Best for organizations with multiple facilities and hundreds of physical assets
Collects and analyzes data that streamlines management of asset lifecycles
Used by asset managers, procurement, and financial teams inside organizations
Reports on the reliability of an asset rather than its output
What is EAM software?
Enterprise asset management (EAM) software collects and analyzes data for physical assets during all phases of the asset lifecycle, including the acquisition, maintenance, and disposal phase.
EAM software is used by large organizations that have outgrown basic CMMS software. These organizations have hundreds of physical assets (machinery, equipment, etc) and employees that are responsible for managing the asset lifecycle. These employees, referred to as asset managers, are also responsible for making decisions that require them to track warranties, depreciation, and downtime.
In terms of features, the lines are becoming blurred between CMMS and EAM software as some CMMS products allow asset managers to track these items. But true EAM software gives asset managers the ability to track every phase of an asset’s lifecycle and provide full transparency about its historical and present state to other departments. Simply put, it’s much more than work order management software.
How EAM software facilitates asset lifecycle management
The asset lifecycle is broken into four main parts or phases (indicated in blue in the graphic below). EAM software gives organizations the ability to track each phase by entering data into the EAM software. The software then produces reports that help organizations make business cases for acquiring new physical assets and repairing/replacing existing assets.
Phase 1: Design and specify
Organizations review maintenance and performance reports for existing and decommissioned assets with EAM software. These reports help organizations design a strategy for acquiring assets that provide the greatest output or utility at the lowest cost. Specifications of the ideal asset are documented and sent to procurement.
Phase 2: Procure and build
A purchase order feature is included in EAM software to facilitate the procurement of new assets. When a purchase order is fulfilled, asset managers and procurement departments are notified. When the asset is delivered, the asset is installed and data is built out in the EAM software. Relevant data includes commission date, equipment value, asset location, primary technician, and PM schedule.
Phase 3: Operate and maintain
The EAM software records and analyzes the asset’s activity that’s recorded by the equipment’s users and maintenance personnel. Barcodes can be attached to assets. These barcodes are connected to the EAM software. When an asset breaks down, the user scans the barcode with a mobile app and creates a work request. Technicians also use barcodes to easily view active and historical work orders for an asset onsite.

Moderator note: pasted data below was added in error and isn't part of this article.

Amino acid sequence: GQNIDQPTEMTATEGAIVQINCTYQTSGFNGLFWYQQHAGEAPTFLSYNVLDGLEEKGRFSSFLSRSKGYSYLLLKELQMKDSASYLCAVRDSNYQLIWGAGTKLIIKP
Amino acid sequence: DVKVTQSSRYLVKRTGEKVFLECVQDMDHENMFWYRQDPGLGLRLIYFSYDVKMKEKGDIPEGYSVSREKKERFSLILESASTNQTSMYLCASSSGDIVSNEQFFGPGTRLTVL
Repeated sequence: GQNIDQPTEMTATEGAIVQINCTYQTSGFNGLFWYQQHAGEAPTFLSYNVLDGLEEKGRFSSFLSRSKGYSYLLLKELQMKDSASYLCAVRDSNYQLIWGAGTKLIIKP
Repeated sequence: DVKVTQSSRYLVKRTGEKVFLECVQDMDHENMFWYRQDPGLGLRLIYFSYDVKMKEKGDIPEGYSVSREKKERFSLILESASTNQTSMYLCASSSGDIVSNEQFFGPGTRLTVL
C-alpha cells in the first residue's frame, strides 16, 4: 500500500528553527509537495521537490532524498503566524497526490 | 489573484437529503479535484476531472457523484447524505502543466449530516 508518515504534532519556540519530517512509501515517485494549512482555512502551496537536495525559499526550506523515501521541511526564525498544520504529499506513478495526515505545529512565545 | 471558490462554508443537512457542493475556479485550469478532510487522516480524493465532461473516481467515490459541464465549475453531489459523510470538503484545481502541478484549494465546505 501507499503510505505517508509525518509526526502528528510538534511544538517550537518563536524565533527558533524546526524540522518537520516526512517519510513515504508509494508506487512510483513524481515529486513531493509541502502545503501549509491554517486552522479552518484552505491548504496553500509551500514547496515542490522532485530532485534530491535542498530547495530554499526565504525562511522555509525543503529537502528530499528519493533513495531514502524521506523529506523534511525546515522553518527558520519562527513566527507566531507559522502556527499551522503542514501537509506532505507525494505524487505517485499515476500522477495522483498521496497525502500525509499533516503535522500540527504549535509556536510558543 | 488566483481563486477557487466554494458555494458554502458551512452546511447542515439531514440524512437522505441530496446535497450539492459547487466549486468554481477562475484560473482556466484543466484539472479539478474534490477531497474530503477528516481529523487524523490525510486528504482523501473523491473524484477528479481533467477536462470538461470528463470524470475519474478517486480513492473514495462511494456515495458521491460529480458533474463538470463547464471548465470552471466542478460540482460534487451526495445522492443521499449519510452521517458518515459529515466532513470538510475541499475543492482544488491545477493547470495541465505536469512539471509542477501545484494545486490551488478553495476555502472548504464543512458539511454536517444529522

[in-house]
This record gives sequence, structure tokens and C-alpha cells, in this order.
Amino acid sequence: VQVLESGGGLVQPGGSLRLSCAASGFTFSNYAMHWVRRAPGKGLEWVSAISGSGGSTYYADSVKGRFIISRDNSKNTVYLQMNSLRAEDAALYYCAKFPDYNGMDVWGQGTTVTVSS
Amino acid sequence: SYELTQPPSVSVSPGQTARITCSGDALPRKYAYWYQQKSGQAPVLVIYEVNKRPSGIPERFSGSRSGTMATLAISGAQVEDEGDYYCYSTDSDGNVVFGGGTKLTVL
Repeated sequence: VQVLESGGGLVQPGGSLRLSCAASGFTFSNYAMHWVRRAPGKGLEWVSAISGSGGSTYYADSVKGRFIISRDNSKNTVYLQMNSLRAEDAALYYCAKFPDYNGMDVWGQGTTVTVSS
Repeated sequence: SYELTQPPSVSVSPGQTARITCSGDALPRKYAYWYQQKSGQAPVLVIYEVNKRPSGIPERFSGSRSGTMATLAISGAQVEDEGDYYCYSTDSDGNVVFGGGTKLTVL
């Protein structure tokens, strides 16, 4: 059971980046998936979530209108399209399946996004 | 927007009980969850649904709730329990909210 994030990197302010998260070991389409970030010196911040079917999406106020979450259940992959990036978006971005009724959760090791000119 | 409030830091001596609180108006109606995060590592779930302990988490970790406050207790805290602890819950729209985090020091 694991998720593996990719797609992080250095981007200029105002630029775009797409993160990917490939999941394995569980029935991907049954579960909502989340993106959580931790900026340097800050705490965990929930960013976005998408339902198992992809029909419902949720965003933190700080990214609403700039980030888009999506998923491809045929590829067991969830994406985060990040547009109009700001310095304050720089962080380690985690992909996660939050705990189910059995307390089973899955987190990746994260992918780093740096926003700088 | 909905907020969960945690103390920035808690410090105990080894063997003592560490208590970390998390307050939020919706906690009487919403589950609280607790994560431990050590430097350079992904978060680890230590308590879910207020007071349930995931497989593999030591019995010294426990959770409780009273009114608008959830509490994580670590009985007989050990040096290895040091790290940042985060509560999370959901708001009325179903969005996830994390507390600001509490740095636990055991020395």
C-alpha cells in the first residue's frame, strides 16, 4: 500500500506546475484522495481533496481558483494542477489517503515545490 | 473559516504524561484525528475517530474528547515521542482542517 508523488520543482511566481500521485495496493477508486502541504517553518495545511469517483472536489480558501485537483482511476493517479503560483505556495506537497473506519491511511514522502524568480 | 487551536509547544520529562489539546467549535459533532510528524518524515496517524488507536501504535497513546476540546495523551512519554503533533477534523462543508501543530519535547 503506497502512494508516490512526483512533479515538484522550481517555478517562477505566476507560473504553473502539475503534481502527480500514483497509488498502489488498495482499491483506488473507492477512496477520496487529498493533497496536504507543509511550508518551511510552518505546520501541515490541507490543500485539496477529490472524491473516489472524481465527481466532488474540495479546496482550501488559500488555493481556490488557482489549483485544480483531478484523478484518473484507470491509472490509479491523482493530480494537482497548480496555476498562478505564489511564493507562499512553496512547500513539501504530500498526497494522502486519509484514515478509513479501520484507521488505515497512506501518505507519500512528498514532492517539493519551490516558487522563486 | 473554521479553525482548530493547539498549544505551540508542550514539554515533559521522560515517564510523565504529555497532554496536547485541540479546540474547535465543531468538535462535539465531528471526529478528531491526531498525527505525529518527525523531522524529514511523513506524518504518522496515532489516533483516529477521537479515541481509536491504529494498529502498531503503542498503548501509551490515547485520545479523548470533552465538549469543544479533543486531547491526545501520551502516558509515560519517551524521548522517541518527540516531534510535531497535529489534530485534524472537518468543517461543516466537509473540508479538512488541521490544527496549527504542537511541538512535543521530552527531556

Phase 4: Decommission and dispose
When an asset reaches the end of its useful life, asset managers and financial departments review depreciation, maintenance costs, and other information that helps the organization decide whether to decommission the asset or keep it operational. When the asset is disposed, records are archived in the EAM software for future audits.
Popular EAM software features
When equipment breaks down, asset managers can manually log downtime in the EAM software based on the timestamps on fault codes or work requests. Also, when equipment is marked as non-operational by technicians during repairs and PMs, downtime is automatically tracked by the software. This provides a failsafe in case accurate downtime is not logged manually.
This is a safety feature that documents and enforces the physical lockout-tagout devices that are used during maintenance on dangerous machinery. By tracking lockout-tagout and check in/out procedures in the EAM software, everyone in a facility knows when an asset is unavailable. Technicians also have a source of reference for completing procedures correctly.
Data that’s logged in EAM software shows the performance of assets in terms of reliability rather than production output. Seeing how reliable a machine is over time informs asset managers and procurement whether that machine model should be purchased again. Maintenance reports also help technicians troubleshoot issues. They can view a historical record of previous issues to understand why and how the asset fails.
Asset managers can connect their software to financial software like Quickbooks to align their efforts with the organization’s financial department. This data-sync streamlines financial audits and helps organizations manage the complete asset lifecycle without requiring financial departments to learn how to navigate the EAM software.
An organization without hundreds of capital assets and multiple locations may not require EAM software. A better alternative is CMMS software. However, because each type of software can contain similar feature sets, it’s best to make a purchase decision based on the applicability of the product rather than the product’s software category.